Discimus ut serviamus: We learn so that we may serve.
What’s News
Administration members, student athletes, and of course the donor—who was the captain of the women’s swim team during her time at QC—made a big splash with the dedication of the Dina Axelrad Perry Swimming Pool in FitzGerald Gymnasium on Wednesday, April 10. The upgraded pool was part of an extended overhaul that included renovated shower and locker rooms as well as new starting blocks, benches, and exercise equipment. Foreground (l to r) President Félix V. Matos Rodríguez, Laurie Dorf, Dina Axelrad Perry, and Rob Twible.
Students and faculty filled Kiely 270 on April 10, creating an excellent environment for panelists when the Department of Urban Studies presented “The Green New Deal & New York City.” The speakers—Andres Bernal, Urban Studies adjunct and advisor to Representative Alexandria Ocasio-Cortez; City Councilmember and QC alumnus Costa Constantinides, chair of the council’s Environmental Protection Committee; Leslie Cagan, coordinator of Peoples Climate Movement NY; and Annel Hernandez, associate director of the New York City Environmental Justice Alliance—discussed the federal Green New Deal resolution and the proposed New York State Climate and Community Protection Act, among other topics.
This semester, Alexander Bauer (Anthropology) teamed up with Malcolm MacDougall, who teaches bronze casting, to offer a course in ancient metallurgy. Among the class projects: making a full-size cast bronze replica of the bronze shield of King Pharnakes I, who ruled the Turkish Black Sea region in the second century BCE. On Friday, April 5, the class poured almost 200 pounds of molten brass into molds based on copies of the original. A week later, the molds were opened. Bauer, who has been leading archeological teams at Sinop—a coastal city where Pharnakes made his residence—hopes to offer the finished shield to the Sinop Museum.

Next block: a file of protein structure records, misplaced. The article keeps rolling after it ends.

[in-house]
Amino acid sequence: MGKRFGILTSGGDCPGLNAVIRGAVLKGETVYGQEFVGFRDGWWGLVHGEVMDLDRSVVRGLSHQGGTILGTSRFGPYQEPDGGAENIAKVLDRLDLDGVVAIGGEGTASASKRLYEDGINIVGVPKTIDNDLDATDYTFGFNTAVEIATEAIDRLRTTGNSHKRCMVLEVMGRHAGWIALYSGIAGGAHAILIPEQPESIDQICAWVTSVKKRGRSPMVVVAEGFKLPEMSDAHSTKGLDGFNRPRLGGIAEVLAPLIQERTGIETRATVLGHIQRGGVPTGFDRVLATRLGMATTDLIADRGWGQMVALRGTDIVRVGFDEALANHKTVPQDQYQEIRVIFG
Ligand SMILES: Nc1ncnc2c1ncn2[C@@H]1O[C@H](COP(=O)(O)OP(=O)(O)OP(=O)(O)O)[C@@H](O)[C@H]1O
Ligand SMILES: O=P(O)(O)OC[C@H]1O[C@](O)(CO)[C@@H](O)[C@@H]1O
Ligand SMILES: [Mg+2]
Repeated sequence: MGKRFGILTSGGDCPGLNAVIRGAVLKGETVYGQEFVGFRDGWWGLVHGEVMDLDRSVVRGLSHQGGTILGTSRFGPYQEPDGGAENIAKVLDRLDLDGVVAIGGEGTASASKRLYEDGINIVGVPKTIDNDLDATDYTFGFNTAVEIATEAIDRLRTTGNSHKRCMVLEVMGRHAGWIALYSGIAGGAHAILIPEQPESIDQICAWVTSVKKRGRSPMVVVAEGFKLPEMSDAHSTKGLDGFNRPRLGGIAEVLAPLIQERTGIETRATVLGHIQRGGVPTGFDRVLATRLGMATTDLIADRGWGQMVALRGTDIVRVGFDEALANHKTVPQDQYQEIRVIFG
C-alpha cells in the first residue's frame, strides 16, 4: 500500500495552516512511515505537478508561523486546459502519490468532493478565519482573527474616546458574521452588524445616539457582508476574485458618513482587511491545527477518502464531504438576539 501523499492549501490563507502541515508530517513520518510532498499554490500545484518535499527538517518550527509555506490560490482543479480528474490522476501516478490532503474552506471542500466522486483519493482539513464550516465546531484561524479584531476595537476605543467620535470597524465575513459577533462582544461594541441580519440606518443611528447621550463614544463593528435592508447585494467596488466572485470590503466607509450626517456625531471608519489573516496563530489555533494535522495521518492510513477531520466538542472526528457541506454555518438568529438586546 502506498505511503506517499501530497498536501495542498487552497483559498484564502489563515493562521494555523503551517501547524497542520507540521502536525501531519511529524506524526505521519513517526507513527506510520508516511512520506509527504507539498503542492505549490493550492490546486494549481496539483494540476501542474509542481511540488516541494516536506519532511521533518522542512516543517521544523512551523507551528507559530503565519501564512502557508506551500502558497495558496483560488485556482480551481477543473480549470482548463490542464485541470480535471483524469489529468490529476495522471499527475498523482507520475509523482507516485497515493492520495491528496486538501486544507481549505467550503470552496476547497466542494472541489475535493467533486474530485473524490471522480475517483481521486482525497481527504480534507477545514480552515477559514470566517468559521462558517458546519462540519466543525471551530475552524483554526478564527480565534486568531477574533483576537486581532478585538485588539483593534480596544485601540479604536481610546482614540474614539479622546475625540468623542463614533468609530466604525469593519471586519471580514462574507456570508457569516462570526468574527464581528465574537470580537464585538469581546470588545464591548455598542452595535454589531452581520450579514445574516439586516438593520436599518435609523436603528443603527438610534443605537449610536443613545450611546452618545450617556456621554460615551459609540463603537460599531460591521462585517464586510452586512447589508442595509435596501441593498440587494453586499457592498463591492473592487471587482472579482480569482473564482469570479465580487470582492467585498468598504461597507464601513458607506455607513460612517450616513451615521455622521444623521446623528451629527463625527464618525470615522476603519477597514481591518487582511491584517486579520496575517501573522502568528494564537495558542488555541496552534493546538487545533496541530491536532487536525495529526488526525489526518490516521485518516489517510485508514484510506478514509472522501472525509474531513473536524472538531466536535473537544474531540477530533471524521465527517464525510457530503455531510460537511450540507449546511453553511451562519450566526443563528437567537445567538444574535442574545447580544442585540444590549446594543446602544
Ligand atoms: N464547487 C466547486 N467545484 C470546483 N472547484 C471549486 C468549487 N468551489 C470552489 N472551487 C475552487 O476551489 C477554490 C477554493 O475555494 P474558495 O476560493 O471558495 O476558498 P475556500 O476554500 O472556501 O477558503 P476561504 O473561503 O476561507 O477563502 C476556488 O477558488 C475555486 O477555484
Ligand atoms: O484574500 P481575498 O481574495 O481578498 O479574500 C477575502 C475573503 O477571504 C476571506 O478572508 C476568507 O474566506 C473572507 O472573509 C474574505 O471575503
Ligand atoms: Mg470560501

After more than two decades at Buildings and Grounds, Timothy Gibbons (center, holding plaque) retired, and colleagues from across campus gathered to salute him. QC thanks Tim for his years of service and wishes him well.
Turnout was terrific at the New York City Tech Festival, held last week. Charusmita Madan (middle of last seated row, in glasses), who spearheaded the four-day event, adds that the projects were unusually sophisticated.
QC Students Win Watson Fellowships
QC students Serena Burton and Marlyn Paulino are among the 15 undergraduates at New York City colleges from over 600 applicants who have been named Jeannette K. Watson Fellows this year. The program, now celebrating its 20th anniversary, places fellows in three years of paid summer internships at leading organizations in the city and around the world. "The new class of Jeannette K. Watson Fellows represents the diversity, creativity, openness, and ambition of New York City's finest students," says Chris Kasabach, executive director of the Watson Foundation.